Like Father, Like Son — or not?
Caption: This is an image of Bengalese finches. Credit: Brainard lab / UCSF
In nature, male Bengalese finches learn their mating songs from their fathers. But how much of that learning is predetermined by genetics? And how much is influenced by experience?
The answers to these questions are important to scientists like former JCC Fellow David Mets (2010-2013) because they can help us understand how other complex behaviors — like human language — are learned.
In Michael Brainard‘s lab at UCSF, Mets noticed that individual birds’ songs varied quite a bit, even when they had learned from the same adult. In a recent study, Mets investigated this phenomenon by removing eggs from nests within 36 hours of being laid — before the developing bird has any nerves with which to hear — and manipulating their learning.
Once hatched, some of the birds were exposed to recordings created from natural birdsongs with varied tempos. These birds grew up to sing like the biological fathers they had never heard. In this case, genetics had a bigger influence on their learning than their experience listening to the recording.
The rest of the birds learned songs from a live unrelated tutor, a foster father. These young birds successfully learned their foster fathers’ songs. Unlike the first group, experience mattered more than genetics.
“This was really exciting because it showed that the experience provided by a live tutor can actually reduce the contribution of genetics to complex behavior like birdsong,” Mets said. “We knew before that live tutors helped birds learn better and faster, but we were surprised to find that this experience can actually override the bird’s genetics.” The study was published in PNAS.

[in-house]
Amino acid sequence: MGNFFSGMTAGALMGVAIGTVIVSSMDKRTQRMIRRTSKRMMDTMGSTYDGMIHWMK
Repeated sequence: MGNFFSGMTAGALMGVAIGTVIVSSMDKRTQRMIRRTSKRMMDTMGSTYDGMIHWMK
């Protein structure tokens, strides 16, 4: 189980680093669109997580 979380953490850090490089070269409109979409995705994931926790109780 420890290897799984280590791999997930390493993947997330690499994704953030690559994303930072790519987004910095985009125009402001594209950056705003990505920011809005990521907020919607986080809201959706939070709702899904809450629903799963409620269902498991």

Mets was not always a behavioral geneticist. As a graduate student in Barbara Myer‘s UC Berkeley lab, he studied the mechanisms of genetic recombination during meiosis in C. elegans. For his postdoctoral fellowship, he wanted to study a complex behavioral system that hadn’t been explored very much with genetic approaches. Although he had never taken an ornithology or neuroscience class, studying birds in a neuroscience lab appealed to Mets. “They’re outbred and they represent a complex genetic situation. They’re analogous to humans in their learning.”
His experience working with birds has changed how he thinks about experimental design. C. elegans experiments might last just one or two months, whereas experiments with birds might last two or three years. “There’s a bigger investment in experiments, in terms of time and in the lives of animals.”
Mets plans to continue this research, including studies on the quality of learning and preliminary genetic mapping. “Where in the brain are the father’s genes and early life experience competing for control over song tempo?” he asks. “That’s the next really exciting question.”